Love, Dad”

I just found this amongst some papers that needed sorting.  It was written on a simple postcard.  It made me cry. 

It reminded me of my dad.  I miss him.

It also made me think about the loss and pain caused by war.

It also reminded me of my grandma’s diary which I now have in my possession and which is such a fascinating slice of life in Leeds around the time of the Great War and afterwards.  Dad was right that it isn’t really a diary at all, more of a notebook recording purchases, births, weddings, deaths and recipes, all in one tiny little leather bound book.

One day my daughter may well be sorting through my belongings and find the diary, or the postcard, and maybe she’ll cry too.

Thursday, 4 February 2010

Parenting tip, number one

Let me start by saying that I am in no way a perfect parent. In fact, far from it. My parenting is so full of holes it has been called colander parenting, or sieve parenting by more vicious observers.

But there are a few things that I think work well and might be useful for other people. I’m sure they aren’t new ideas and there certainly won’t be anything revolutionary here but if an idea is worth sharing then, isn’t that what a blog is for?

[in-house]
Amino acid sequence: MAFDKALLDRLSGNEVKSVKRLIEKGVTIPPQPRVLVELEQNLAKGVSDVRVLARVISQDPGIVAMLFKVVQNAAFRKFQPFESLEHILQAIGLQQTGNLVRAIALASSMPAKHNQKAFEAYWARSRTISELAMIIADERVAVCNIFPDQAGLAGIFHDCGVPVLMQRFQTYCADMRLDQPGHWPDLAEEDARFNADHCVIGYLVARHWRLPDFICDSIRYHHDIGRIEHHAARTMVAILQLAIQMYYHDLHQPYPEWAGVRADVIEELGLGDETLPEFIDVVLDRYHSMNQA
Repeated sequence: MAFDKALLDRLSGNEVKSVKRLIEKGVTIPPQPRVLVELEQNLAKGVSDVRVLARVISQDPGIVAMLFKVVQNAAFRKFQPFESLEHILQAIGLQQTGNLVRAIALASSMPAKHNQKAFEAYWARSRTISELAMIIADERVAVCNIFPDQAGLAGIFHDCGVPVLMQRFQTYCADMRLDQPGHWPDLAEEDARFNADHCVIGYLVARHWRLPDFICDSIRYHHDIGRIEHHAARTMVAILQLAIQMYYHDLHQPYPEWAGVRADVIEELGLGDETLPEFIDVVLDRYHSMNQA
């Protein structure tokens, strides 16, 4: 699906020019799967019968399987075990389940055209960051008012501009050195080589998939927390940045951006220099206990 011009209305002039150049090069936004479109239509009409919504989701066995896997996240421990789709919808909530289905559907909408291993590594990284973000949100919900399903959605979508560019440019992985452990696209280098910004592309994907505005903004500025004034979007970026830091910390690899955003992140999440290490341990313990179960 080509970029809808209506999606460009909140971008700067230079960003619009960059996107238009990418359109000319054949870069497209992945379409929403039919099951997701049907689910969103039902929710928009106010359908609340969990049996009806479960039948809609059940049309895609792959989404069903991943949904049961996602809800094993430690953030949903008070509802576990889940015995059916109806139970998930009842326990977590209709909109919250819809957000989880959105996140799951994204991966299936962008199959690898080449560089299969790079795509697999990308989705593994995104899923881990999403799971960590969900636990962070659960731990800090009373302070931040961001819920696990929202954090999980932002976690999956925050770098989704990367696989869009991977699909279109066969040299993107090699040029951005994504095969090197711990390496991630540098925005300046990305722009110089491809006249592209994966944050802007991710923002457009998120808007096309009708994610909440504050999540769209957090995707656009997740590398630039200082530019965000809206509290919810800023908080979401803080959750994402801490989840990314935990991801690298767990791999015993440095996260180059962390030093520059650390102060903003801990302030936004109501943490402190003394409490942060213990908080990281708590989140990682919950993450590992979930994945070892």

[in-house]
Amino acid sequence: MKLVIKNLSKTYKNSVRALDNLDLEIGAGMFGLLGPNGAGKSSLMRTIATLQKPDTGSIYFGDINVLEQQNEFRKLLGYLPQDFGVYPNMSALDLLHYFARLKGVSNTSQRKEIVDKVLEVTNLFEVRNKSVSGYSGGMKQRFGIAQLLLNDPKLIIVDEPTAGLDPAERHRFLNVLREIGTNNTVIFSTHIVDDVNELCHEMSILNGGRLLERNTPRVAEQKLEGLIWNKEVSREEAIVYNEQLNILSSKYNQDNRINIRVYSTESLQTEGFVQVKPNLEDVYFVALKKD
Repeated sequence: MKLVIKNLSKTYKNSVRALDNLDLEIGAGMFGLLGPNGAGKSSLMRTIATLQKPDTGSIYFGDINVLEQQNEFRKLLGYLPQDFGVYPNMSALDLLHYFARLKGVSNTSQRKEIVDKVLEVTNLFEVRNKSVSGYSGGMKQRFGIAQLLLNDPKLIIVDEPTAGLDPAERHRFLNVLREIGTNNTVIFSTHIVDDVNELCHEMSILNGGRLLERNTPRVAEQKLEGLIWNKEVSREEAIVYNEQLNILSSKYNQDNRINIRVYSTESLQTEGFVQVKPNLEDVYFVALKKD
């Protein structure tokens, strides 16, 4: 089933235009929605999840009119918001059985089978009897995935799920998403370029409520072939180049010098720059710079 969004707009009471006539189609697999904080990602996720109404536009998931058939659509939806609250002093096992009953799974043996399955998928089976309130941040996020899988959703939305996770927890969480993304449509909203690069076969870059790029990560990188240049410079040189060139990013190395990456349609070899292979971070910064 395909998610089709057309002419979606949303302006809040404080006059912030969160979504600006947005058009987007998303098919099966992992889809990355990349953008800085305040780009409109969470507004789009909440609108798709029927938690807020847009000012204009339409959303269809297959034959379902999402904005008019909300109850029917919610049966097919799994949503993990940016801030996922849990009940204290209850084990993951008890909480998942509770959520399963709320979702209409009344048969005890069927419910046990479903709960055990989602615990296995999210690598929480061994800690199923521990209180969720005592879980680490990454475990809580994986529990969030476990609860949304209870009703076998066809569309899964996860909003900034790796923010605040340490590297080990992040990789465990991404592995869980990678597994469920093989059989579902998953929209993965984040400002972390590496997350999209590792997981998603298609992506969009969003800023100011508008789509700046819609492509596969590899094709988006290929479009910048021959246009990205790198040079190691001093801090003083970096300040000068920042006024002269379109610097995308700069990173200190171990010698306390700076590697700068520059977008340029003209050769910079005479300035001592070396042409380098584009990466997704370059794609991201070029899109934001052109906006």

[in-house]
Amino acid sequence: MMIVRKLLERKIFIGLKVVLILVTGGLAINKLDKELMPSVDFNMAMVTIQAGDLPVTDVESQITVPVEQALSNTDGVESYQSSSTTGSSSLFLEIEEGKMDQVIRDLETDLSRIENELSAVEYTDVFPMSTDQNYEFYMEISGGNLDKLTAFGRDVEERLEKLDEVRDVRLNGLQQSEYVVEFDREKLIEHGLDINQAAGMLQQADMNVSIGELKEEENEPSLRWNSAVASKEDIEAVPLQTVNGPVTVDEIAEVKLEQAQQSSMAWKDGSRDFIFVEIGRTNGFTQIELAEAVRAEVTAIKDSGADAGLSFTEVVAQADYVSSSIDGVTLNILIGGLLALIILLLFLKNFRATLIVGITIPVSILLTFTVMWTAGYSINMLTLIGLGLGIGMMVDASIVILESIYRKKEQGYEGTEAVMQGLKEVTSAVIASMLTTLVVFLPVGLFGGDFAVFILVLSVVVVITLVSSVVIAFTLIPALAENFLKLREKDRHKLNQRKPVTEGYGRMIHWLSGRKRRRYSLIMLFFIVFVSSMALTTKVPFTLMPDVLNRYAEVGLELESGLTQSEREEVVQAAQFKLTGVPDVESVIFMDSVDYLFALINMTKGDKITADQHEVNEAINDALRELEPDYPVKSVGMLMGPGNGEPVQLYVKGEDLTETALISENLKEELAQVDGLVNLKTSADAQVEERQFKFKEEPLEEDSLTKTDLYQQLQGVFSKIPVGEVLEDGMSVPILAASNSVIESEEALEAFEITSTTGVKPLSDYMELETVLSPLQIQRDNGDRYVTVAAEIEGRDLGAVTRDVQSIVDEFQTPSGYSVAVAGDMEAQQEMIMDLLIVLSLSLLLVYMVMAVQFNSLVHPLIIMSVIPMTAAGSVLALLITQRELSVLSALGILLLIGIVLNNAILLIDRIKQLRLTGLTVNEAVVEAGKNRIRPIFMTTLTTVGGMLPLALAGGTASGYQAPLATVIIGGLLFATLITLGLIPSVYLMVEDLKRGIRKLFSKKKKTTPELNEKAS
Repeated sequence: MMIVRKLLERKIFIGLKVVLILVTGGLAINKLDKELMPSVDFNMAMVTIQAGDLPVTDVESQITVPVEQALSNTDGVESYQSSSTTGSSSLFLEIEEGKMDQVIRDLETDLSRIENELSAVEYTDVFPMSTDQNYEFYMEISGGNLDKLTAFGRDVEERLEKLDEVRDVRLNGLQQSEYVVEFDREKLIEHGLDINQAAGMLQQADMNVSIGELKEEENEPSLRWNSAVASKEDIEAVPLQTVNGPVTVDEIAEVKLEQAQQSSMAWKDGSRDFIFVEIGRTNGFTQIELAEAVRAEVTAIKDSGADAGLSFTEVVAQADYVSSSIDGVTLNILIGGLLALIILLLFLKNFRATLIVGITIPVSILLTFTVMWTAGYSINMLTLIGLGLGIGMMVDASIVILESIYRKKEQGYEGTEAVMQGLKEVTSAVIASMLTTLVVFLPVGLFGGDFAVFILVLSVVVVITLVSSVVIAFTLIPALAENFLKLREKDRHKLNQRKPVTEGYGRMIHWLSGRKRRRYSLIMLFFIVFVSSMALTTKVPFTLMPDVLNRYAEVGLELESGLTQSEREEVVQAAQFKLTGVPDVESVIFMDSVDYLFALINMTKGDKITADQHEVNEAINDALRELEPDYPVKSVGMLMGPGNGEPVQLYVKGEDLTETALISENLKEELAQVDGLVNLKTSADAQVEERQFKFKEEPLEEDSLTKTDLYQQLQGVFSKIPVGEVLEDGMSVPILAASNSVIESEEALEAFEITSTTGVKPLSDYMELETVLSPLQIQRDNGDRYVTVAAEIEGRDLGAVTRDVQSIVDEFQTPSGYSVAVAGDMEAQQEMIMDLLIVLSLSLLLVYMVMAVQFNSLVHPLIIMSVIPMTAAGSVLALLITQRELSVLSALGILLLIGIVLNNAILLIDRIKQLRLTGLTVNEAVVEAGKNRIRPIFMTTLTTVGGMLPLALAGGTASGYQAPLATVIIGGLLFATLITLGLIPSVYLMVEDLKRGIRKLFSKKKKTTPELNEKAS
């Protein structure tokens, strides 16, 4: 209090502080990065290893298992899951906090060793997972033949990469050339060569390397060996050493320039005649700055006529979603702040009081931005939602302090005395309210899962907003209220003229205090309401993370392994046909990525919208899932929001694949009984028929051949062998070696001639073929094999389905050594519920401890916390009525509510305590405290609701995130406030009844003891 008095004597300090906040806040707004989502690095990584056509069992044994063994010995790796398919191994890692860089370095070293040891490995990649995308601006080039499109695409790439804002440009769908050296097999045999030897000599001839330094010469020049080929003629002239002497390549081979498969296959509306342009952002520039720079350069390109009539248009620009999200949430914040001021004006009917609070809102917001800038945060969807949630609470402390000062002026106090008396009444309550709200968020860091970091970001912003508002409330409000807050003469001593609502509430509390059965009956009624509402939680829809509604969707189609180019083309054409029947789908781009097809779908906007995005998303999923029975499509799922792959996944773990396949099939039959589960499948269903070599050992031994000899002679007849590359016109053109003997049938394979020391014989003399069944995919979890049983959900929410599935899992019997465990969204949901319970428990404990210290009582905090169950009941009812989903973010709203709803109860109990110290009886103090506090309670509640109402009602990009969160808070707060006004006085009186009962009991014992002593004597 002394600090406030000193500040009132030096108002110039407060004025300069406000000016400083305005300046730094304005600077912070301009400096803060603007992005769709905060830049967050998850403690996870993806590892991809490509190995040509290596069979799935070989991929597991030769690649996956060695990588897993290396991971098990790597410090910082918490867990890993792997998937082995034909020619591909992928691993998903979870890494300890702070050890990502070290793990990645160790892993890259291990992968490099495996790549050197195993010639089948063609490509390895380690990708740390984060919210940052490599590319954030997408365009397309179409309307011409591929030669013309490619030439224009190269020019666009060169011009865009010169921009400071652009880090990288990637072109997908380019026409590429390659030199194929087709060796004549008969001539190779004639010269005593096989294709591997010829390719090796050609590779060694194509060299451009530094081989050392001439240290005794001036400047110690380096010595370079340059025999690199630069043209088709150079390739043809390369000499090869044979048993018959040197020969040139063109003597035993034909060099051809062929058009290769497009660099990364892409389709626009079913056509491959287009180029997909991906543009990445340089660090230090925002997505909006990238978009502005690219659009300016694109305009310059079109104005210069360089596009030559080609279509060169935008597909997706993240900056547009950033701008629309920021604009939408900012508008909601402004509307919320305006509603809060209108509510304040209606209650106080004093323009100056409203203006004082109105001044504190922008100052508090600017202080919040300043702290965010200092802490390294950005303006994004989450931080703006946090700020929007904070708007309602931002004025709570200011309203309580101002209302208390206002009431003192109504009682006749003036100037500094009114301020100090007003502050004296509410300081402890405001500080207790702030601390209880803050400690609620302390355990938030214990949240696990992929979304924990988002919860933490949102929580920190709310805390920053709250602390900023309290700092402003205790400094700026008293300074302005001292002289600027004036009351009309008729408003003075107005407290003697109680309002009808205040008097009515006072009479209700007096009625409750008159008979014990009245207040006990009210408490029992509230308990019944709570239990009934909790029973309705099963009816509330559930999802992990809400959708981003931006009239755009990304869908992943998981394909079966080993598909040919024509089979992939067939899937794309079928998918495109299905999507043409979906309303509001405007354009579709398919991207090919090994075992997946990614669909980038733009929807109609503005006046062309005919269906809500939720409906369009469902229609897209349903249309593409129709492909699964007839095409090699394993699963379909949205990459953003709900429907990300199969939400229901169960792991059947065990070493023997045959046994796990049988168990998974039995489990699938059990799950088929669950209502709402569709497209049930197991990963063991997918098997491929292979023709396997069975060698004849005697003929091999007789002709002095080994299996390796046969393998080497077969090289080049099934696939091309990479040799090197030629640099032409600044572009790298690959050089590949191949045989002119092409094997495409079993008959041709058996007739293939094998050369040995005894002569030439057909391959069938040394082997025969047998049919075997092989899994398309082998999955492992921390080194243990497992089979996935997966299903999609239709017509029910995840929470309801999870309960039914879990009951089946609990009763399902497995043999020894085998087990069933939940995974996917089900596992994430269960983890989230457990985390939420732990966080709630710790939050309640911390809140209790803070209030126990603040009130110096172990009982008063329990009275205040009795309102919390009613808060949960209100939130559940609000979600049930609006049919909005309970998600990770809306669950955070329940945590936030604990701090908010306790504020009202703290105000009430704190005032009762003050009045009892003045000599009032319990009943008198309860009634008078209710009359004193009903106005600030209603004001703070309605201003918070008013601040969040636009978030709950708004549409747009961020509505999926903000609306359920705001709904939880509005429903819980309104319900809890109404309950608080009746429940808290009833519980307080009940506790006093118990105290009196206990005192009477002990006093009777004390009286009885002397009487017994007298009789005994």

So here goes. Tip number one.

Problem: Your children take forever to get ready in the morning.

My solution:

Firstly there is a rule that breakfast can only be consumed if a child is dressed. I know that risks breakfast spillage on uniform but that’s why wipes were invented.

Secondly go out and buy kitchen timers. The funnier or most appropriate for the child the better. Ask your child how long they want as a time to get dressed. Ideally the timer should be set for 10 to 15 minutes. The aim is to have a time that can easily be beaten. So if your child says five minutes then say “Tell you what, how about 10 minutes? Off you go.”

When your child has beaten the timer, tell them you don’t believe it and demand to see the timer. When they provide the proof tell them how amazingly quick they are.

Don’t be tempted, over time, to reduce the time on the timer.

What not to do:

Don’t get their clothes out for them and don’t help them to get dressed unless they ask for help because they’re trying to do something difficult like tricky buttons or laces. This makes them lazy and more dependant on you.

Don’t get stressed if they aren’t dressed immaculately. You can tidy collars and tuck shirts in without your child even realising it’s happening.


You should find your child loves competing with the timer. You should also find that with more than one child there is the added competitive element of competing with a sibling or two. They get much more satisfaction from sorting themselves out without help. The payoff for the child is lots of praise and achievement and, of course, breakfast.

Also in our house, a session on the Wii in the morning only happens once a child is ready to leave the house (apart from coat, scarf and gloves).

That’s it. If you aren’t doing this right now, and you try it, let me know how it goes. If you have a better strategy then I’m all ears.